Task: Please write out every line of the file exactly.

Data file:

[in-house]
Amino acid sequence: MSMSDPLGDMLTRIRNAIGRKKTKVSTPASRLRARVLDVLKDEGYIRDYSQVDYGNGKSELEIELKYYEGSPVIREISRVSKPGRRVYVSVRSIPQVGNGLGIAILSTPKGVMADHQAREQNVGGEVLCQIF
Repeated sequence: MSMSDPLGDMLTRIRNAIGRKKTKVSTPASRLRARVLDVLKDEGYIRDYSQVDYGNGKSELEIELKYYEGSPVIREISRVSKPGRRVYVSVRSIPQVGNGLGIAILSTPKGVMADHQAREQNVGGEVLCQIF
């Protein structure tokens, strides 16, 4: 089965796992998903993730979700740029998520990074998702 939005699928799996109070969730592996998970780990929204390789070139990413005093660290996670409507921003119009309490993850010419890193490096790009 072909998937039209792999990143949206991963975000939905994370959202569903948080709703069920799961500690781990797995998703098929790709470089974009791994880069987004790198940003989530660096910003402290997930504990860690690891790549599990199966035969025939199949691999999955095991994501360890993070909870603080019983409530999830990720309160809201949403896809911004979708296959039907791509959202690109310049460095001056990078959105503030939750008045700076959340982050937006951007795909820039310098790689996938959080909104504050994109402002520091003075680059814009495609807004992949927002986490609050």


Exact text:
[in-house]
Amino acid sequence: MSMSDPLGDMLTRIRNAIGRKKTKVSTPASRLRARVLDVLKDEGYIRDYSQVDYGNGKSELEIELKYYEGSPVIREISRVSKPGRRVYVSVRSIPQVGNGLGIAILSTPKGVMADHQAREQNVGGEVLCQIF
Repeated sequence: MSMSDPLGDMLTRIRNAIGRKKTKVSTPASRLRARVLDVLKDEGYIRDYSQVDYGNGKSELEIELKYYEGSPVIREISRVSKPGRRVYVSVRSIPQVGNGLGIAILSTPKGVMADHQAREQNVGGEVLCQIF
């Protein structure tokens, strides 16, 4: 089965796992998903993730979700740029998520990074998702 939005699928799996109070969730592996998970780990929204390789070139990413005093660290996670409507921003119009309490993850010419890193490096790009 072909998937039209792999990143949206991963975000939905994370959202569903948080709703069920799961500690781990797995998703098929790709470089974009791994880069987004790198940003989530660096910003402290997930504990860690690891790549599990199966035969025939199949691999999955095991994501360890993070909870603080019983409530999830990720309160809201949403896809911004979708296959039907791509959202690109310049460095001056990078959105503030939750008045700076959340982050937006951007795909820039310098790689996938959080909104504050994109402002520091003075680059814009495609807004992949927002986490609050």